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Modi asked to clarify: Why is the Government of India seeking to "dilute" national rural jobs scheme?

By Our Representative
In an open letter to Prime Minister Narendra Modi, several top intellectuals and activists have strongly objected to the efforts to dilute the Mahatma Gandhi National Rural Employment Guarantee Scheme (MGNREGS), saying he should immediate intervene in the matter and the stop the move. Pointing towards several disturbing “impending moves” towards diluting MGNRGS, they said, any such effort would undermine the “support” being extended to the rural poor. In fact, according to them, any such dilution would mean setback “to crores of vulnerable rural families”.
Among those who have signed the letter include former member of the National Advisory Council under Sonia Gandhi Aruna Roy, who is with the Mazdoor Kisan Shakti Sangathan; Prof Jean Dreze, a close associate of Nobel laureate economist Prof Amartya Sen, and is currently visiting faculty at Ranchi University; Annie Raja of the National Federation of Indian Women; Prof Jayati Ghosh of the Jawaharlal Nehru University; bureaucrat-turned-activist Harsh Mander, who is now special commissioner to the Supreme Court; Ashish Ranjan of the National Alliance for People’s Movements, and others.
In their representation, they said, “We write this letter to seek your immediate assurance that these retrograde, anti-poor and anti-labour measures will be withdrawn, and that every attempt will be made by your government to implement the MGNREGS in its true spirit.” Especially referring to a recent public statement of Nitin Gadkari, Union Minister of Rural Development, and other available information, they pointed towards several major changes being contemplated by the Government of India.
According to them, the changes being thought about include:
  • Restriction of MGNREGS to tribal/backward districts of the country through an amendment to the Act.
  • Reduction of the minimum labour-material ratio from the current level of 60:40 to 51:49.
  • Severely restricting the MGNREGS through a budget squeeze. 
“There have been unprecedented communications by the Central government to states capping MGNREGS expenditure for the rest of the financial year, undermining the fundamental principle of demand-driven employment”, the letter said, adding, “These changes are inimical to the spirit of the Act and compromise its basic objectives. They will only benefit the contractor class and other middlemen, and severely undermine the employment generating potential of the MGNREGS.”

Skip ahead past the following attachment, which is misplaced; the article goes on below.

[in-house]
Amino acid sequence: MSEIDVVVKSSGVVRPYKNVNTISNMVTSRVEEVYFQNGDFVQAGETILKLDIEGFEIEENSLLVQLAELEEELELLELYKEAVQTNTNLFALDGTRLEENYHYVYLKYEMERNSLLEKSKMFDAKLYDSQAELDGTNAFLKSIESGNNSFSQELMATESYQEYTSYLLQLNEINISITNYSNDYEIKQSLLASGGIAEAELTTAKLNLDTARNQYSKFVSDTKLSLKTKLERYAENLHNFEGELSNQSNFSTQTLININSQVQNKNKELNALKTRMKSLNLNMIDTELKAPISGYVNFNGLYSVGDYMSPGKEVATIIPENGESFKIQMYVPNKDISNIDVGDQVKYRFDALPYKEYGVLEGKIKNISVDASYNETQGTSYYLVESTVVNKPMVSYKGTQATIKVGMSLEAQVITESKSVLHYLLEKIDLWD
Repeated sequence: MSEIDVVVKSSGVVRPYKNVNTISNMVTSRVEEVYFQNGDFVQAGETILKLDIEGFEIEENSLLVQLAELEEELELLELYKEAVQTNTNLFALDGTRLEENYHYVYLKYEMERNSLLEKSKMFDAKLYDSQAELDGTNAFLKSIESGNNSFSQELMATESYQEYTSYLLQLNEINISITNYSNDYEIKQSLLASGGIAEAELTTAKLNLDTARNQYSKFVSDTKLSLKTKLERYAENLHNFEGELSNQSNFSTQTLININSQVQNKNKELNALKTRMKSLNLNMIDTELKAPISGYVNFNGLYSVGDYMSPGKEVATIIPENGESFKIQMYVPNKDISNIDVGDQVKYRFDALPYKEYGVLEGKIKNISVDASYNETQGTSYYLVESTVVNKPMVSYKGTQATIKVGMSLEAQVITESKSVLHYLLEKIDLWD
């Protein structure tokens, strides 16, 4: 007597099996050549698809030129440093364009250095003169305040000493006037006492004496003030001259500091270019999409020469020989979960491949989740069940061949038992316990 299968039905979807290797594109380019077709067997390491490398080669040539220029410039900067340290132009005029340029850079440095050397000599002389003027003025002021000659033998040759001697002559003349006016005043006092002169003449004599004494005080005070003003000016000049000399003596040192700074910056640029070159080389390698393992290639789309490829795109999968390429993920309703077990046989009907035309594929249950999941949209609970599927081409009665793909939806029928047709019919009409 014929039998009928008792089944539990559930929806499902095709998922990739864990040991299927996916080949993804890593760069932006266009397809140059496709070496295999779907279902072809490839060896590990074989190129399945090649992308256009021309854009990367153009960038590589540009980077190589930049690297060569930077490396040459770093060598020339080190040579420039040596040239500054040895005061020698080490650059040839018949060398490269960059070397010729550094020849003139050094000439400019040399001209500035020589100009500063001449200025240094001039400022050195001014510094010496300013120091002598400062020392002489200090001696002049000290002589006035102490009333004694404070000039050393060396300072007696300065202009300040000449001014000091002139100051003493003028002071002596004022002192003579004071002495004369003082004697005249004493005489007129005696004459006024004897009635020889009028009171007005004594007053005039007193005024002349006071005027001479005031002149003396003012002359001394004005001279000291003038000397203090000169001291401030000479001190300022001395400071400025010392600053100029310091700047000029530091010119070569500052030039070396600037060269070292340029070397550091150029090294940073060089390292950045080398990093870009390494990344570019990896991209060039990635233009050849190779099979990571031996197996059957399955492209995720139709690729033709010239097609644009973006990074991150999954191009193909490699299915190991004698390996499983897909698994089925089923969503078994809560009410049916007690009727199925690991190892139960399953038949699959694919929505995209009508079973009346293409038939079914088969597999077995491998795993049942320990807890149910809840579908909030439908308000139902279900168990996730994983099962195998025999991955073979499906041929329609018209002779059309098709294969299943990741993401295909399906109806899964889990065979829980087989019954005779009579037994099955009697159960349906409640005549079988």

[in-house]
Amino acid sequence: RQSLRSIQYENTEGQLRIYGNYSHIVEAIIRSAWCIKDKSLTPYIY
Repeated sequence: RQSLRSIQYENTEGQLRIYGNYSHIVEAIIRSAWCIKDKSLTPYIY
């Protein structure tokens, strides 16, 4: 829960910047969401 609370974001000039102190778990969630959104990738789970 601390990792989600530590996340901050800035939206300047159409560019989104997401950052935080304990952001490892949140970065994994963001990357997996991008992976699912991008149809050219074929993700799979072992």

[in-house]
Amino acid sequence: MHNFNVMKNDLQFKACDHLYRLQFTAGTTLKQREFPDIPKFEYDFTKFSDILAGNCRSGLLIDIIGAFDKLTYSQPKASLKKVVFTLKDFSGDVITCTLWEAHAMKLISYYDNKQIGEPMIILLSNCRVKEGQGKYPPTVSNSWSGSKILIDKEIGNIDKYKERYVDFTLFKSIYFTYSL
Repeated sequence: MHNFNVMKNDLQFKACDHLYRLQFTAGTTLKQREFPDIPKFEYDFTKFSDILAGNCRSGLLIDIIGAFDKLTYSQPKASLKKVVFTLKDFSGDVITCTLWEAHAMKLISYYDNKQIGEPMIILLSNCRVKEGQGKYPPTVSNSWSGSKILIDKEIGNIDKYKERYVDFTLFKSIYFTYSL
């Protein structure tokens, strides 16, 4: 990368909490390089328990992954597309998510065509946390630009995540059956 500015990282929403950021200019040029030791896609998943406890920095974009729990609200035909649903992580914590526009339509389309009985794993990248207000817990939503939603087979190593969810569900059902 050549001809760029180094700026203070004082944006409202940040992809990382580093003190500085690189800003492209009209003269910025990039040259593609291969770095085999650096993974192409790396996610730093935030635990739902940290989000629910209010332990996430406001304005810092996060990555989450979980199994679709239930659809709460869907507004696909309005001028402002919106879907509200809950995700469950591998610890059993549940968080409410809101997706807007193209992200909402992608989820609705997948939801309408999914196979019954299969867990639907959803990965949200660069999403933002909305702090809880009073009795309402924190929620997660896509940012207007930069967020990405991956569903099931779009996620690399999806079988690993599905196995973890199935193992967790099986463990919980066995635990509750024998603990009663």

The letter strongly objected to the fact that the changes are being “undertaken without any public consultation.” It said, “The MGNREGS was passed unanimously by all parties and all members of Parliament. We fundamentally object to this critical social legislation being undermined through casual use of executive powers and even a parliamentary majority.” Calling the whole exercise “illegal and unwarranted”, the letter added, any budget squeeze on MGNRGS will lead to “employment rationing and acute delays in wage payments”.
The letter further said, “Even as MGNREGS workers are struggling to be paid for work already done, the Central government is sending the message that money is going to be further rationed.” Hence the demand that Government of India should “immediately revoke” the proposed decisions and “renounce any dilution of MGNREGS”, it said, adding, “We urge you to ensure that MGNREGS employment remains a legal right of every rural household across the country and that there is no dilution of any MGNREGA entitlements.”
Insisting that the MGNREGs budget should be “based on work demand, keeping with the spirit of the act, without any discretionary cuts”, the letter concluded, “We wish to convey our resolve to work together to protect the MGNREGS and defend the rights of MGNREGS workers.” It may be noted that several pro-Modi economists, before he came to power, called MGNREGS wasteful expenditure, saying, “huge resources are being devoted to sustain" this other such social programmes, and these should be stopped (click HERE).
Meanwhile, quoting documents obtained under the Right to Information (RTI), reports say, government officials have suggested in their file notings Gadkari's announcements run contrary to the “spirit of the Act“ and that reducing the wage component of the total funds allocated for the scheme would lead to a 40 per cent fall in jobs, affecting five crore rural households. Gadkari, on his part, believes that reducing the wage component “is reflective of the view of the legislature“ and should be “brought about immediately“.

Comments

Anonymous said…
please update modi's mitigation on Indian government jobs

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